I can complain that Ford went with some seriously dated switchgear you’d recognize from a 10-year-old Focus, instrumentation that’s truly plain, and single-zone climate control components to hit the Maverick’s price target, but at least these details have the core functions they need to provide to drivers. The Maverick XL’s cockpit is really cost-cutting compared to the next level up XLT trim level, with bigger use of hard plastics and cheaper cloth seating surfaces, but Ford didn’t make this cabin sound too cheap. It surprised me how quiet this budget pickup was during my driving around a busy city, without any rattles or squeaks. Upper trim levels will carry over the touch points from the XL, but the seats, door trim, and center console will be treated to softer materials.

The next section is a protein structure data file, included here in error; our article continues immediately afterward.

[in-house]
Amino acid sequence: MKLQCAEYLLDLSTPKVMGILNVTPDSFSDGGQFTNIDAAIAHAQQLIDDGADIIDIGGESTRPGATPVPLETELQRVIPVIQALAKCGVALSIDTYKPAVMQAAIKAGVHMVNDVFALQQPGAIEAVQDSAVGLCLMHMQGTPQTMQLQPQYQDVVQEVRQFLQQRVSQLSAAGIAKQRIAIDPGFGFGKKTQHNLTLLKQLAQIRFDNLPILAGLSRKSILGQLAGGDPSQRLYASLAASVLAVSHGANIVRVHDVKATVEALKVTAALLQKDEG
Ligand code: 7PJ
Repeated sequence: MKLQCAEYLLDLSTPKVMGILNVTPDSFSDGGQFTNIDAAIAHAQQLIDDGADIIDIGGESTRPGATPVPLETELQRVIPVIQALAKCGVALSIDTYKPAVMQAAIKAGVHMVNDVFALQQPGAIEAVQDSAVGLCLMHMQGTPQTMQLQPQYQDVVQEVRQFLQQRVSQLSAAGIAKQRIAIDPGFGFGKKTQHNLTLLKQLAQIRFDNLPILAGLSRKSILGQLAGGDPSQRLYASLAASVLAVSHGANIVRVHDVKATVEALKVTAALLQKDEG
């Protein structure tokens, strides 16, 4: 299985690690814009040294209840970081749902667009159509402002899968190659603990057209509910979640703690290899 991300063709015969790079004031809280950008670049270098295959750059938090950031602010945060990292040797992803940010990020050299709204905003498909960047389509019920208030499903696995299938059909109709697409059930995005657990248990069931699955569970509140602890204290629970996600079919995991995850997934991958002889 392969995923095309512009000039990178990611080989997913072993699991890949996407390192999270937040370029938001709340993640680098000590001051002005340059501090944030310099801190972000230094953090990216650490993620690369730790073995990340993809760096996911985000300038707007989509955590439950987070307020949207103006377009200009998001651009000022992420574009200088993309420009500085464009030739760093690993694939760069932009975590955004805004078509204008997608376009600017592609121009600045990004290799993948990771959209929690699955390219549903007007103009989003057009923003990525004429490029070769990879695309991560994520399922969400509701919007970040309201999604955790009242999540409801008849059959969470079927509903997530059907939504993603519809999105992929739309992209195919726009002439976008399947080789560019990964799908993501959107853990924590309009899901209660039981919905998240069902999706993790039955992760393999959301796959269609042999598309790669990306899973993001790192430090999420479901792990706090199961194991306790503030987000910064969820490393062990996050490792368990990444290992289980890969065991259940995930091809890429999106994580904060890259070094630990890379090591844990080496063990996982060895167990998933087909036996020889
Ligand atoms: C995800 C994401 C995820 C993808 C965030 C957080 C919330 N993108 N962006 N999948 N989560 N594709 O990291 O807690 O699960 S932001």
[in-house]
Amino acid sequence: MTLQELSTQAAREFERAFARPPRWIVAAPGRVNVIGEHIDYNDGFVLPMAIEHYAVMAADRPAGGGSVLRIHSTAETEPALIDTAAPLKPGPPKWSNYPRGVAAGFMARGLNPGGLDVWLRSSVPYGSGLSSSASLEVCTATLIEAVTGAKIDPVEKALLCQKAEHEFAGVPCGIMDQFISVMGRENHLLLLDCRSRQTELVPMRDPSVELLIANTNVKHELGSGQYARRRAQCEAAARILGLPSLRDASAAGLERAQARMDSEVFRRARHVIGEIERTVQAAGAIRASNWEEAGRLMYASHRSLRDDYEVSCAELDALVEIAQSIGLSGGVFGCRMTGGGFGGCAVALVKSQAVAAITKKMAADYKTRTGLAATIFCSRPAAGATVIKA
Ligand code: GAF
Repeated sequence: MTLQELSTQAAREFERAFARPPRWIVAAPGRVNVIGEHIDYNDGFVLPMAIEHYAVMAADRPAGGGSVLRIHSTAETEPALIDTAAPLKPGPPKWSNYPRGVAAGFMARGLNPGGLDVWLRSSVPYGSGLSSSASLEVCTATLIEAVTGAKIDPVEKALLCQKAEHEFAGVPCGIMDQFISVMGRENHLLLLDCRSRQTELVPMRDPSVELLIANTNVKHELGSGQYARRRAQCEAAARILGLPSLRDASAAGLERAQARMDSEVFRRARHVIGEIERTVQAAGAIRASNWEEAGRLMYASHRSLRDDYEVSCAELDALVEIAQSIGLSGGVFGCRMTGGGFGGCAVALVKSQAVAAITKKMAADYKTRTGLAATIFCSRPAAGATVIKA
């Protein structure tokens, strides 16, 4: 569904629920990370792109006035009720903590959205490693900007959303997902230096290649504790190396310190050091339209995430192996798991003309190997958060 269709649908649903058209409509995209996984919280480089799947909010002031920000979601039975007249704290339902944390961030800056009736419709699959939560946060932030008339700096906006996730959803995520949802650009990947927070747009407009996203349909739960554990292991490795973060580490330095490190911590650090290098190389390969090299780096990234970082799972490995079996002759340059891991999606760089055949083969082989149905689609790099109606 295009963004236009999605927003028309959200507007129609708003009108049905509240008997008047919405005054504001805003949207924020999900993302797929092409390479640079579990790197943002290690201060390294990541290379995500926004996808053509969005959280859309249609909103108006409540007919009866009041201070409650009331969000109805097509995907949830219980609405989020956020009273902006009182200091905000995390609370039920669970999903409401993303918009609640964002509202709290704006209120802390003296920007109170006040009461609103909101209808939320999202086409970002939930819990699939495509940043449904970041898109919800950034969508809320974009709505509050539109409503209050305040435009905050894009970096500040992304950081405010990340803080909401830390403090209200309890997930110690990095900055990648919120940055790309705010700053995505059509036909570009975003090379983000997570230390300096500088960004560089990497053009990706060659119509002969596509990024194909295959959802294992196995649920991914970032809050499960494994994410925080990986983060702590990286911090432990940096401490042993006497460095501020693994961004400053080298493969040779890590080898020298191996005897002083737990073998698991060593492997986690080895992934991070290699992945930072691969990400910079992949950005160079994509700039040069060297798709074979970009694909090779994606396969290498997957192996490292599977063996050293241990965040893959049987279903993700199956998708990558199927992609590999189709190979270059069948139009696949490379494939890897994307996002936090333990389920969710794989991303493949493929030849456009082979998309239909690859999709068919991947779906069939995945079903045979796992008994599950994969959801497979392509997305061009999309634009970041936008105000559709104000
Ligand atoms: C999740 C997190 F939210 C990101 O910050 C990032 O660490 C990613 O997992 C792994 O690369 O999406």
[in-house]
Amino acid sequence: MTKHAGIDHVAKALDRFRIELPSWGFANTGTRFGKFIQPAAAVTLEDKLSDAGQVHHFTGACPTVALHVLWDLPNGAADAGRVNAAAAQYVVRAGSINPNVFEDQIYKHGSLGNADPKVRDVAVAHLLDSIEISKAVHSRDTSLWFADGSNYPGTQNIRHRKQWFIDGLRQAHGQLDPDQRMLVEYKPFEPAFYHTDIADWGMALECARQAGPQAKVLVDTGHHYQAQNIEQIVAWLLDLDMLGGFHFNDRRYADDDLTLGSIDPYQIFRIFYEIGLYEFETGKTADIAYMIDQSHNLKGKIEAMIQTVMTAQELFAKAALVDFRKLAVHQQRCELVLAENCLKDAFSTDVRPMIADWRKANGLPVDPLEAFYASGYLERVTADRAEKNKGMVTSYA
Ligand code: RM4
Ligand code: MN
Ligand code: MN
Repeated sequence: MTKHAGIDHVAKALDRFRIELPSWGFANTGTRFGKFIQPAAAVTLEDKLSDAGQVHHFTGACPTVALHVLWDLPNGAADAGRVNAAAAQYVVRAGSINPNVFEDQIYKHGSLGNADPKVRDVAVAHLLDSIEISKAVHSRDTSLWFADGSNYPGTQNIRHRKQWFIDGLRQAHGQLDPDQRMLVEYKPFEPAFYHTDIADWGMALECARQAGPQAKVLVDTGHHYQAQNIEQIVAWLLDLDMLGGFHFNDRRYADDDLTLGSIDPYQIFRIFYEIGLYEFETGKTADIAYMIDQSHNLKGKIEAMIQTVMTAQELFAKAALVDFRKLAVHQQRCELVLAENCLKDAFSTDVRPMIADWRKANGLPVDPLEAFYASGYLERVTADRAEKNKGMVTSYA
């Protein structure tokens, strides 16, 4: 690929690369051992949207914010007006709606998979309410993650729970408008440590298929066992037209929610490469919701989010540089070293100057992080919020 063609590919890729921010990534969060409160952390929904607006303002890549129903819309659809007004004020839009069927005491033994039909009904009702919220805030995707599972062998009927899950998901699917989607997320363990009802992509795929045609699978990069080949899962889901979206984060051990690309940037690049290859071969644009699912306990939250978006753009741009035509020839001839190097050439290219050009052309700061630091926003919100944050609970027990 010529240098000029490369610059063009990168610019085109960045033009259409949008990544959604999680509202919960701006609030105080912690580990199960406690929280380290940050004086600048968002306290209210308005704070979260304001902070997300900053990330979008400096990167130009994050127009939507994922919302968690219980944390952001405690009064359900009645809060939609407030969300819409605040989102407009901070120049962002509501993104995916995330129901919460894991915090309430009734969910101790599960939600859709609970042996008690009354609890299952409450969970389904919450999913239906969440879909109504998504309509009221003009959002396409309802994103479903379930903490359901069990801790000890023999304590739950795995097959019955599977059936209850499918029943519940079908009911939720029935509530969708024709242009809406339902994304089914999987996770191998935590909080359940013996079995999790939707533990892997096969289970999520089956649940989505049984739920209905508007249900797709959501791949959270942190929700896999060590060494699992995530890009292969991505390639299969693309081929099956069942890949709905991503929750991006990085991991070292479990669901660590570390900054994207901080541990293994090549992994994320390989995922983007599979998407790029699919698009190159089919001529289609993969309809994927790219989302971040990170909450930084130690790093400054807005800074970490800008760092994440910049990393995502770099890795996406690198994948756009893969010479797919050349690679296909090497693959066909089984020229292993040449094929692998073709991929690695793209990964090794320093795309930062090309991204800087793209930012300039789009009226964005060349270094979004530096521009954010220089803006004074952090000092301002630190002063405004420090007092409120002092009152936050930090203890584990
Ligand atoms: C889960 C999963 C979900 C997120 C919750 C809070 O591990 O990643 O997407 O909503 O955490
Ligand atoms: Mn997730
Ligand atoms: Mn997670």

Basic Isn’t Bad In A Little Truck
Ford hit a home run with the new Maverick. With a massive gap in the pickup market, people needed an inexpensive model that offered good functionality versus the crossover they’ve been stuck with. Whether you’re an occasional camper, frequent cyclist, gardener, farmer’s market vendor, or skilled laborer, the Ford Maverick will tick several boxes for anyone who wants a pint-sized truck that gets the job done. The only challenge for Ford is keeping up with the immense demand for this new little truck, as dealer’s can’t keep them in stock. Pickup purists and manly men may scoff at the compact Maverick, but Ford makes plenty of trucks to satisfy any their needs.
If the Maverick is too small or too simple, there’s an all-new Ranger coming later this year, to meet the demands of the midsized truck driver. The daily drivability and massive fuel economy of the Maverick should impress anyone, especially when opting for the efficient hybrid model during a time of wildly high gas prices. For those who know exact what they need from a small truck, the Ford Maverick will meet their demands and go easy on the wallet both with monthly payments and at the gas pump. I think the Maverick is a great small pickup, and a massive hit for Ford.